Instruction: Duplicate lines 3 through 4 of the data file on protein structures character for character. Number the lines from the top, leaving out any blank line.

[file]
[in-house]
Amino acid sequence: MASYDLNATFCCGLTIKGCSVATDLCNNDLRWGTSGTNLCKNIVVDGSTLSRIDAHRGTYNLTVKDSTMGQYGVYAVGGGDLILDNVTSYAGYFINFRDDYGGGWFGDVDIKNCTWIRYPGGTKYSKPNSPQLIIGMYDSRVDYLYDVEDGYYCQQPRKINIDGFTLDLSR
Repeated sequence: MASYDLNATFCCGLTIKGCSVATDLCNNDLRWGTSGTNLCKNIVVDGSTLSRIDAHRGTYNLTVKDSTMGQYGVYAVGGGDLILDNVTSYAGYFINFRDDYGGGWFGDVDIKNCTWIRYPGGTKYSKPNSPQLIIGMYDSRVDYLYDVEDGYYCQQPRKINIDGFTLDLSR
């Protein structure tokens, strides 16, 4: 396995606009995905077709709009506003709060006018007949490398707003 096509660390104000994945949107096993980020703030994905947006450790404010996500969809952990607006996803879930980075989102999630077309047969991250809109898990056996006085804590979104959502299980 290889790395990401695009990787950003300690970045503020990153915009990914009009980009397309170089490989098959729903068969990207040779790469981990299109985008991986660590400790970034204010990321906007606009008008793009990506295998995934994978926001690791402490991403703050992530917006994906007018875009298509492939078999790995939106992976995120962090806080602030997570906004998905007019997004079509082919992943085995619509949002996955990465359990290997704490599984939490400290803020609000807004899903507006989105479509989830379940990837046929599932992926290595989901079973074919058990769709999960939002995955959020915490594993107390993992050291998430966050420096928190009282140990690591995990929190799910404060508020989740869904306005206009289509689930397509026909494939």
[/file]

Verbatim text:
Repeated sequence: MASYDLNATFCCGLTIKGCSVATDLCNNDLRWGTSGTNLCKNIVVDGSTLSRIDAHRGTYNLTVKDSTMGQYGVYAVGGGDLILDNVTSYAGYFINFRDDYGGGWFGDVDIKNCTWIRYPGGTKYSKPNSPQLIIGMYDSRVDYLYDVEDGYYCQQPRKINIDGFTLDLSR
């Protein structure tokens, strides 16, 4: 396995606009995905077709709009506003709060006018007949490398707003 096509660390104000994945949107096993980020703030994905947006450790404010996500969809952990607006996803879930980075989102999630077309047969991250809109898990056996006085804590979104959502299980 290889790395990401695009990787950003300690970045503020990153915009990914009009980009397309170089490989098959729903068969990207040779790469981990299109985008991986660590400790970034204010990321906007606009008008793009990506295998995934994978926001690791402490991403703050992530917006994906007018875009298509492939078999790995939106992976995120962090806080602030997570906004998905007019997004079509082919992943085995619509949002996955990465359990290997704490599984939490400290803020609000807004899903507006989105479509989830379940990837046929599932992926290595989901079973074919058990769709999960939002995955959020915490594993107390993992050291998430966050420096928190009282140990690591995990929190799910404060508020989740869904306005206009289509689930397509026909494939």